I started this blog in 2007 just after Imbolc, so it is now 9 years old. How time flies! I'm not really sure why I started. Several of my friends were blogging and it looked like fun. Also, I had always wanted to write and I thought it may be a relatively pain-free way of getting feedback on my writing.
It turned out it was, but really that was only one of the many benefits of blogging that I discovered. I found a voice, for one thing. I found that people liked my writing, which was a confidence-booster. That in turn led to me having the courage to attend writing classes and workshops which I have enjoyed and learnt a lot from (including the fact that you shouldn't end a sentence with a preposition - but hell, rules are made to be ignored, right?). My writing has improved, and my confidence has grown so much that I am actually working on writing a book, something I have wanted to do for many years.
Reading someone's blog is a little window into their world, giving an unexpected sense of intimacy at times. I have deliberately guarded my anonymity on the blog, being vague over the details of my and others' real names, or the exact location of Halfway Up A Hill. And yet reading over old posts I am sometimes astonished at how much of my inner self and feelings I have revealed. Possibly much of that is because just over a year after starting 'Moonroot' I suddenly and unexpectedly found myself in the middle of a divorce. The blog was and is a source of comfort through difficult times, and looking back I'm certain that it was therapeutic during some of my darker days to be able to write about them in the way I have. That's not to say I haven't self-censored; there is stuff in my personal journal that I wouldn't dream of sharing with the rest of the world. But looking back I find that I have shared far more than I would have expected, and I think it has been positive and healthy to do so.
Blogging has also helped me with journalling, oddly enough. I always loved the idea of journalling but the perfectionist in me wanted my journal to be a thing of beauty, not poorly constructed rantings and crossings out. The journals that people share pages from are usually works of art, poetry, insight. Every journal I started before I had a blog, I began with such high standards that I couldn't possibly maintain them and invariably gave up shortly afterwards. Blogging has no such drawbacks as unlike writing with pen and ink, things composed on a computer can be retrospectively edited, cut, pasted or deleted without spoiling the overall 'look' of the thing. But then when I found myself unable to access my blog for whatever reason, I missed it so much I still needed an outlet for all those thoughts and ideas rattling around in my head. So I bought a cheap notebook and some pens and started noting it all down. And before I knew it, I was journalling. Now I can't imagine how I would cope without my journal and have already decided that should I ever appear on Desert Island Discs my luxury item will definitely be an inexhaustible supply of pretty notebooks and nice pens.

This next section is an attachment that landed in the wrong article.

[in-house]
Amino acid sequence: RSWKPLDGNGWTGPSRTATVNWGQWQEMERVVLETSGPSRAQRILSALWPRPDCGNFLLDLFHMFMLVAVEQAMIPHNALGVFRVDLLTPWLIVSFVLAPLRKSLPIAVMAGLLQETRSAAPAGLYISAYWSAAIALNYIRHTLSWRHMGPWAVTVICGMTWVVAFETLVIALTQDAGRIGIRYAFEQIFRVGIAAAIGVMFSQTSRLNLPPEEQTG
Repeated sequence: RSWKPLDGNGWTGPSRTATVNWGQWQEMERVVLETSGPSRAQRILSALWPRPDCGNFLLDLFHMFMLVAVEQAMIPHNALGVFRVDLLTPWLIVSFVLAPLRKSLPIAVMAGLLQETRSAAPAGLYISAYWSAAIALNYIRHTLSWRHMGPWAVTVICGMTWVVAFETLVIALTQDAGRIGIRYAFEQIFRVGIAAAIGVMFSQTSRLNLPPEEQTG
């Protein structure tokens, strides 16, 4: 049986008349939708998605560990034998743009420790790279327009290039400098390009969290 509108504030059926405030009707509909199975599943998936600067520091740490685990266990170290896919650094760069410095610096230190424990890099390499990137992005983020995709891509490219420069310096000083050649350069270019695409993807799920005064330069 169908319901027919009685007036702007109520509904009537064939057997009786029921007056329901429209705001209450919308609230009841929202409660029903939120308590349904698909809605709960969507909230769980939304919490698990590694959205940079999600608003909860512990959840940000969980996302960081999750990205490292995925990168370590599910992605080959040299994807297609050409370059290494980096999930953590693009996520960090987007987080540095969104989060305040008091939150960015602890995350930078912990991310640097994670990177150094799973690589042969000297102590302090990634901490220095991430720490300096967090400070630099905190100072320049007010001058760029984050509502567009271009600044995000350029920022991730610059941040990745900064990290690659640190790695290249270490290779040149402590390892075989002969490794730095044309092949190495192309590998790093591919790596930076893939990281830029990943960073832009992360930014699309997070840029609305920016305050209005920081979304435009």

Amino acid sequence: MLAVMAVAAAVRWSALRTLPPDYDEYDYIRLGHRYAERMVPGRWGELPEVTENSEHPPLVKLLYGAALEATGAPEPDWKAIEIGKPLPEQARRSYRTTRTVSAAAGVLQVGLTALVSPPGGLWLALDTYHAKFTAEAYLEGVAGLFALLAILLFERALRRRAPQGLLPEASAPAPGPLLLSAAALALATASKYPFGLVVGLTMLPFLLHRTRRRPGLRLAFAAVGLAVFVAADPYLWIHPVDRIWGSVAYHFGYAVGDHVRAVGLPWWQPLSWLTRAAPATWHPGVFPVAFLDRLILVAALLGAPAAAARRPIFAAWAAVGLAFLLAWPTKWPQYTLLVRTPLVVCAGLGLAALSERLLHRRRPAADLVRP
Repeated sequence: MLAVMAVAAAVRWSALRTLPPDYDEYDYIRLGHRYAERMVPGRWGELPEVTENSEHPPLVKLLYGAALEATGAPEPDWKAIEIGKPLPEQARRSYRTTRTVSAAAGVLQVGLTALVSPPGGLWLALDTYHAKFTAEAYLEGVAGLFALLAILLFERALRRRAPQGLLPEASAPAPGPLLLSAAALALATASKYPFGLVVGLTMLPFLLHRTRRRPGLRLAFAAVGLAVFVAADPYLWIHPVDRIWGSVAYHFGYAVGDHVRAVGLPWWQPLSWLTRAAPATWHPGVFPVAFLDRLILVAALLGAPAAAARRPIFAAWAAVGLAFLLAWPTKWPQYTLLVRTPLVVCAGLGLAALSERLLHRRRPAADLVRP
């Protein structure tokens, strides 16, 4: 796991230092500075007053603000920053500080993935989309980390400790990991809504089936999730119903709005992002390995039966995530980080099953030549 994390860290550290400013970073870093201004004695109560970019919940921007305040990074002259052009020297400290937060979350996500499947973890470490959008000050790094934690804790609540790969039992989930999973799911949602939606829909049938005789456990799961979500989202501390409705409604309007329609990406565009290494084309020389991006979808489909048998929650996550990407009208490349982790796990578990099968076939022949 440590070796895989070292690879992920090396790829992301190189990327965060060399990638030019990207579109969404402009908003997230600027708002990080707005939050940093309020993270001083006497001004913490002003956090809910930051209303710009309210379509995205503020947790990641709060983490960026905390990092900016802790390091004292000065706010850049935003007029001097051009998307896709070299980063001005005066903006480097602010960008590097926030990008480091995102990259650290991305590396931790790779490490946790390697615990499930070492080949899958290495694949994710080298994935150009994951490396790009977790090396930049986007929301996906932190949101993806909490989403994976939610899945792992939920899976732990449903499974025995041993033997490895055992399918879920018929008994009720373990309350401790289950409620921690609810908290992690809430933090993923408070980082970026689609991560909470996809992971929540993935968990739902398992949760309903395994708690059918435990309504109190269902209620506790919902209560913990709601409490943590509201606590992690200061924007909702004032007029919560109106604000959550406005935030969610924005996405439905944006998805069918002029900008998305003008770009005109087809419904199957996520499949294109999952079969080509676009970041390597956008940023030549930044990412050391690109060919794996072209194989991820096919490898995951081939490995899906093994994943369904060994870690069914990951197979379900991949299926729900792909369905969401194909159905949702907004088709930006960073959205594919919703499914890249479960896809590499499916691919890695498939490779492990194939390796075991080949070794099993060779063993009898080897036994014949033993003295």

I have also met many wonderful people through blogging, either through commenting on their blogs or through their comments on mine. Some of these people I am still in touch with - though we have never met - and others have dropped away over the years. And I miss those who have dropped away. I enjoyed the glimpses into their lives, I felt that we were friends even though we had never sat down over a cup of tea together. If you're on my blog-roll, even if you haven't posted for years, I'm still hoping I'll hear from you again one day! I guess this is one of the weird side-effects of the digital age, where we can share so much with total strangers, feel such intimacy yet lose touch so quickly when our point of contact - e-mail address, Facebook page, blog etc gets deleted. Even so, on balance, I think this sharing with strangers is a good thing. I have had insights into other lives all around the world, views through different windows. People I have never met have shown me great kindness in difficult times (and I hope I have done the same for them). If this sharing means better understanding between people, greater compassion, more empathy then I do not think it can be a bad thing, even if the relationships we create turn out to be ephemeral.
So here's to blogging and its many blessings. Long may it continue.